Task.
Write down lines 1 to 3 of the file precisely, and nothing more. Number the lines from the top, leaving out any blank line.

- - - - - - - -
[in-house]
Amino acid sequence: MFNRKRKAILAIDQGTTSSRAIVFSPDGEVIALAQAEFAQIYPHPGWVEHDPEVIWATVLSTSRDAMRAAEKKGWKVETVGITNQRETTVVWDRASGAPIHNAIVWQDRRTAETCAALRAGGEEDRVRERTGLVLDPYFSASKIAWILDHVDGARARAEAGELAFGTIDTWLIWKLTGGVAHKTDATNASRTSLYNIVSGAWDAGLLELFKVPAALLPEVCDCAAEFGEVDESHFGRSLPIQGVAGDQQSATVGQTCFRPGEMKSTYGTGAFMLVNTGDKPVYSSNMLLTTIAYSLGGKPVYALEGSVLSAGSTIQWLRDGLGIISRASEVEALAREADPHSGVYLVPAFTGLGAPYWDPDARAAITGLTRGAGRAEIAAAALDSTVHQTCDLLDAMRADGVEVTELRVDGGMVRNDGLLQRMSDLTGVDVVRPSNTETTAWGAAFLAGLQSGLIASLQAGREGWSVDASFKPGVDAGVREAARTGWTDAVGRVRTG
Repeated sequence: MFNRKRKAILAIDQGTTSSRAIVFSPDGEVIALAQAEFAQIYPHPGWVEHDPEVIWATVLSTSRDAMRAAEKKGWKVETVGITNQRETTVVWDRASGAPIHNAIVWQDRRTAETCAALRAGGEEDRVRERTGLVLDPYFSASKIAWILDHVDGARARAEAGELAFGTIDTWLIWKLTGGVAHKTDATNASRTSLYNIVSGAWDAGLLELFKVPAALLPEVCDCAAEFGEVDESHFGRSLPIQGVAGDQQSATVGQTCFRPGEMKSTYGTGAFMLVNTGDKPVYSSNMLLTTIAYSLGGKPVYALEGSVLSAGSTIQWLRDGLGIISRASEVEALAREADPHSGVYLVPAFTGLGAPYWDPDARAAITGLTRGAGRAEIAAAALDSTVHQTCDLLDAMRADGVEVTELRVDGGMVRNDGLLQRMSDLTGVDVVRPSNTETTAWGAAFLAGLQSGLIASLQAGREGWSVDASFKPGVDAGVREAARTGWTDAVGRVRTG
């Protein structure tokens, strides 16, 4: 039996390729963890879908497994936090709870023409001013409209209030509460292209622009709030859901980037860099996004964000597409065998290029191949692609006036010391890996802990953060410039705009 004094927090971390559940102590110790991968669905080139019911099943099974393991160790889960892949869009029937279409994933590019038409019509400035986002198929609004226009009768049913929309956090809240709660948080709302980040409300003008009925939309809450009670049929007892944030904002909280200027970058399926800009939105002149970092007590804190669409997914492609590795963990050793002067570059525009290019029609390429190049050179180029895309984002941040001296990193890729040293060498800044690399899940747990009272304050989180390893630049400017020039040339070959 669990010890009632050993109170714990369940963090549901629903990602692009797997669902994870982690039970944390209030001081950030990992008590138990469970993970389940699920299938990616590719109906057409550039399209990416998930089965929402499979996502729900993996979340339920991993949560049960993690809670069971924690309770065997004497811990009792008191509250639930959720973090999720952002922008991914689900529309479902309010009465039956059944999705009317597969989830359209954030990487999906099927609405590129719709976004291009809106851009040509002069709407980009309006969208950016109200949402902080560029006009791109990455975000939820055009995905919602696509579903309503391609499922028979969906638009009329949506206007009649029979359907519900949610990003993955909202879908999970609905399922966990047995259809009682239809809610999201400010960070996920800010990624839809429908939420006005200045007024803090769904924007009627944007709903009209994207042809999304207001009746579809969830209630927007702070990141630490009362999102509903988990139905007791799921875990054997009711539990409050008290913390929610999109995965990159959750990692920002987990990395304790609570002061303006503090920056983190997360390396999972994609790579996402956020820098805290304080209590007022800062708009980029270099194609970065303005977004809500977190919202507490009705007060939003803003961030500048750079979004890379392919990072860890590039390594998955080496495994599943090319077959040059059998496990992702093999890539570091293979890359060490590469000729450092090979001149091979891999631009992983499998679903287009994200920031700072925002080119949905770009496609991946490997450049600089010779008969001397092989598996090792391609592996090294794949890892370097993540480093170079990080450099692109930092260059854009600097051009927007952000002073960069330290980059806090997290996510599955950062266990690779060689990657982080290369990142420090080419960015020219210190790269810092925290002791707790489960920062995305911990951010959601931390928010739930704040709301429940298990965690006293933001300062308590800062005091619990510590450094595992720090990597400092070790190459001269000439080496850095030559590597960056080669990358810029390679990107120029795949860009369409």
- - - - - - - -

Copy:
[in-house]
Amino acid sequence: MFNRKRKAILAIDQGTTSSRAIVFSPDGEVIALAQAEFAQIYPHPGWVEHDPEVIWATVLSTSRDAMRAAEKKGWKVETVGITNQRETTVVWDRASGAPIHNAIVWQDRRTAETCAALRAGGEEDRVRERTGLVLDPYFSASKIAWILDHVDGARARAEAGELAFGTIDTWLIWKLTGGVAHKTDATNASRTSLYNIVSGAWDAGLLELFKVPAALLPEVCDCAAEFGEVDESHFGRSLPIQGVAGDQQSATVGQTCFRPGEMKSTYGTGAFMLVNTGDKPVYSSNMLLTTIAYSLGGKPVYALEGSVLSAGSTIQWLRDGLGIISRASEVEALAREADPHSGVYLVPAFTGLGAPYWDPDARAAITGLTRGAGRAEIAAAALDSTVHQTCDLLDAMRADGVEVTELRVDGGMVRNDGLLQRMSDLTGVDVVRPSNTETTAWGAAFLAGLQSGLIASLQAGREGWSVDASFKPGVDAGVREAARTGWTDAVGRVRTG
Repeated sequence: MFNRKRKAILAIDQGTTSSRAIVFSPDGEVIALAQAEFAQIYPHPGWVEHDPEVIWATVLSTSRDAMRAAEKKGWKVETVGITNQRETTVVWDRASGAPIHNAIVWQDRRTAETCAALRAGGEEDRVRERTGLVLDPYFSASKIAWILDHVDGARARAEAGELAFGTIDTWLIWKLTGGVAHKTDATNASRTSLYNIVSGAWDAGLLELFKVPAALLPEVCDCAAEFGEVDESHFGRSLPIQGVAGDQQSATVGQTCFRPGEMKSTYGTGAFMLVNTGDKPVYSSNMLLTTIAYSLGGKPVYALEGSVLSAGSTIQWLRDGLGIISRASEVEALAREADPHSGVYLVPAFTGLGAPYWDPDARAAITGLTRGAGRAEIAAAALDSTVHQTCDLLDAMRADGVEVTELRVDGGMVRNDGLLQRMSDLTGVDVVRPSNTETTAWGAAFLAGLQSGLIASLQAGREGWSVDASFKPGVDAGVREAARTGWTDAVGRVRTG